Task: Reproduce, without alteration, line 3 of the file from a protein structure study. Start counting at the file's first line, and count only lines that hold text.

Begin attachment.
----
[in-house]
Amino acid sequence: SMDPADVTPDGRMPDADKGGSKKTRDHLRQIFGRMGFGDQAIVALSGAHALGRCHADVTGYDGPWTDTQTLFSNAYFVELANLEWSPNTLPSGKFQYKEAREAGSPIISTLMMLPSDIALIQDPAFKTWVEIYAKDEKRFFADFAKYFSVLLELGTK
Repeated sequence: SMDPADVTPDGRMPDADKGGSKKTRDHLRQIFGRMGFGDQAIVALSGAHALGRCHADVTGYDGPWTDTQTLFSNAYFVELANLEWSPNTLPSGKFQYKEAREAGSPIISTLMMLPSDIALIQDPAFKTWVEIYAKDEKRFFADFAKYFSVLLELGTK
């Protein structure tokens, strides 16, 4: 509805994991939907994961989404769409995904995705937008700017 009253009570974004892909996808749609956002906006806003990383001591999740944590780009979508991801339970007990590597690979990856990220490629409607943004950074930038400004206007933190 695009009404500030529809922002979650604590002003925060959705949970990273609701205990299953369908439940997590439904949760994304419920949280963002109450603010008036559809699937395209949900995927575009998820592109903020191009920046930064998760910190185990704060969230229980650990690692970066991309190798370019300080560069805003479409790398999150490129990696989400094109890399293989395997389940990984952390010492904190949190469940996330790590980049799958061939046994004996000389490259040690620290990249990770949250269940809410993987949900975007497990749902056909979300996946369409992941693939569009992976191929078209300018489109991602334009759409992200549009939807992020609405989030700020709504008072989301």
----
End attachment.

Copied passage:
Repeated sequence: SMDPADVTPDGRMPDADKGGSKKTRDHLRQIFGRMGFGDQAIVALSGAHALGRCHADVTGYDGPWTDTQTLFSNAYFVELANLEWSPNTLPSGKFQYKEAREAGSPIISTLMMLPSDIALIQDPAFKTWVEIYAKDEKRFFADFAKYFSVLLELGTK